Breast-feeding mothers in Marlborough are invited to a Big Latch-On in Blenheim next Friday.
It is part of a global gathering. Women and babies will meet on August 3 at different centres around the world to see how many women can breast-feed at the same time.
It is a highlight of World Breast-feeding Week, starting on August 1.
The Big Latch-On in Marlborough is being co-ordinated again by Huia Crosby with Maataa Waka.
She says 44 breast-feeding mothers attended last year's event, six more than 2010.
That was the year she became the Maataa Waka breastfeeding consultant, helping women on their journey into motherhood by linking them to community support groups and health professionals.
The work was funded by the Ministry of Health under its Healthy Eating Healthy Action (HEHA) programme. But HEHA projects, including Huia's job, was terminated by the ministry on June 30 this year.
She hopes networks established for young mothers in the past two years will continue and says events like the Big Latch-On help to promote the health benefits of breastfeeding.
● Blenheim mother Amy Peters-Oswald, is grateful for the support she received after her baby Ava was born.
The little girl was looking healthy and happy this week, just one day before her 1st birthday, but Amy says congenital health problems posed many difficulties in the early months of her life.
Ava's first eight days were spent in the neonatal unit, receiving Amy's breast-milk through a nasogastric tube.
That meant sucking was not her first instinct when she was eventually placed in her mother's arms, and Amy is indebted to the support and guidance provided by her midwife and a lactation consultant.
Although a a registered nurse herself, she says she was primarily a new mother in those early weeks and would have felt lost without their support.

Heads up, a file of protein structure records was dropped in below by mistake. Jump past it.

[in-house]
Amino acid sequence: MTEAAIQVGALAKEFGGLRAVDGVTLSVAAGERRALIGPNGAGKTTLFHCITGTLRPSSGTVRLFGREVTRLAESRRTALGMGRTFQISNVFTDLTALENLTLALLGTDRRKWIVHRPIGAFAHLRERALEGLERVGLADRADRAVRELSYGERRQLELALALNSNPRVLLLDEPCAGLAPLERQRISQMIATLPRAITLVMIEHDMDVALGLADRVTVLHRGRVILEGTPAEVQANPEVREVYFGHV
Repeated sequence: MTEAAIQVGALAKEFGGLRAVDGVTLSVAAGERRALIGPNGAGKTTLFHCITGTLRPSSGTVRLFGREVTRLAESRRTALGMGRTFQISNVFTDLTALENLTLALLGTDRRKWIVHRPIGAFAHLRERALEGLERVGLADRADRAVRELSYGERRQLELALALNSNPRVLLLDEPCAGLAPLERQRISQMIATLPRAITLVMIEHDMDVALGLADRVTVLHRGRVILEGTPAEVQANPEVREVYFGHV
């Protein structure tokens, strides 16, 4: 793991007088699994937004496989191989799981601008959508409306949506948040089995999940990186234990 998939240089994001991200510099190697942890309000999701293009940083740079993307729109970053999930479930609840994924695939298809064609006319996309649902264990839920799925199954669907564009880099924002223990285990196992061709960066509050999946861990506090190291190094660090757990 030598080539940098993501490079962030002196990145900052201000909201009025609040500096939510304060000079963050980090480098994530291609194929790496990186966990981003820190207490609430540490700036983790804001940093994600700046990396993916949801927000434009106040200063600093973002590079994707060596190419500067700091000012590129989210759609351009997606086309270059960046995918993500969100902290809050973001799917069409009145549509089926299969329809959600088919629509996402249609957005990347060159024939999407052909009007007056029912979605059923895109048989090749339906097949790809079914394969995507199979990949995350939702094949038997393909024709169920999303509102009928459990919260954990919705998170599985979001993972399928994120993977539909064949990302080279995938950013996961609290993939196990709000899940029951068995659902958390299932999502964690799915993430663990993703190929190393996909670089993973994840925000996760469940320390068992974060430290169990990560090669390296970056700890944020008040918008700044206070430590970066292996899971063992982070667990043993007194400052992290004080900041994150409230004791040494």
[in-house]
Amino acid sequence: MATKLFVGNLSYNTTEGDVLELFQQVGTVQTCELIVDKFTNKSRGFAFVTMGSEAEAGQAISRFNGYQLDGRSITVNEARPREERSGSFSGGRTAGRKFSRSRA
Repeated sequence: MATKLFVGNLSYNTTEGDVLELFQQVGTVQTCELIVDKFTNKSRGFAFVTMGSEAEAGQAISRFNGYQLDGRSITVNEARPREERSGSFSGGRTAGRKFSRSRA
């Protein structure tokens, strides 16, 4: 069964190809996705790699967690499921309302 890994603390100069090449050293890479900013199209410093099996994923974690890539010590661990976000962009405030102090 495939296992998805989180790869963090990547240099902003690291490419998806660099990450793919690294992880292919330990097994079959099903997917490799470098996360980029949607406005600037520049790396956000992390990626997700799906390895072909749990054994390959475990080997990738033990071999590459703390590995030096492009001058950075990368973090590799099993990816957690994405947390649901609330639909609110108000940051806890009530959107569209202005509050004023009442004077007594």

Liz Nash, Sue McNabb and Jackie Martin are all qualified midwives and lactation consultants and they met this week to talk about their work with Wairau Hospital.
For the past 10 years it has held a Baby Friendly Hospital Initiative (BFI).
That was launched by the World Health Organisation (WHO) 20 years ago in response to low breastfeeding rates despite the long-term health benefits of breastfeeding.
Mothers who breast-feed their babies at Wairau Hospital have increased from 48 per cent 10 years ago to more than 90 per cent since the BFI policy was adopted.
Sue oversees it and says 10 steps set by the WHO must be followed to be re-accredited every three years.
They include all staff, including ward receptionists and cleaners being educated about breastfeeding, mothers and infants having skin-to-skin contact for the first two hours after birth, and no bottles or milk formulas being promoted in the hospital.
Babies fed formula milk have a higher risk of ear infections, gastro-enteritis, respiratory infections and allergies, the consultants say.
Breastfeeding mothers lose weight gained during pregnancy more quickly, have a lower risk of contracting breast cancer, ovarian cancer and rheumatoid arthritis or getting post-natal depression.
"It's magic!" Liz agrees.
Community benefits mustn't be forgotten, either, the women say. Healthy mums and healthy babies mean less time off work and less costs to the country's health-care services.
And breast-milk is cleaner, greener and there are no product recalls, Sue adds.
A DVD produced by the Ministry of Health, Breast-feeding Naturally,can be hired from Blenheim video stores and Marlborough District Library.
Details about The Big Latch-On (Aotearoa/NZ) are on Facebook. Or, turn up at 10am to the Clubs of Marlborough, Blenheim on August 3 for a 10.30am "latch on", spot prizes and goodie bags.
- The Marlborough Express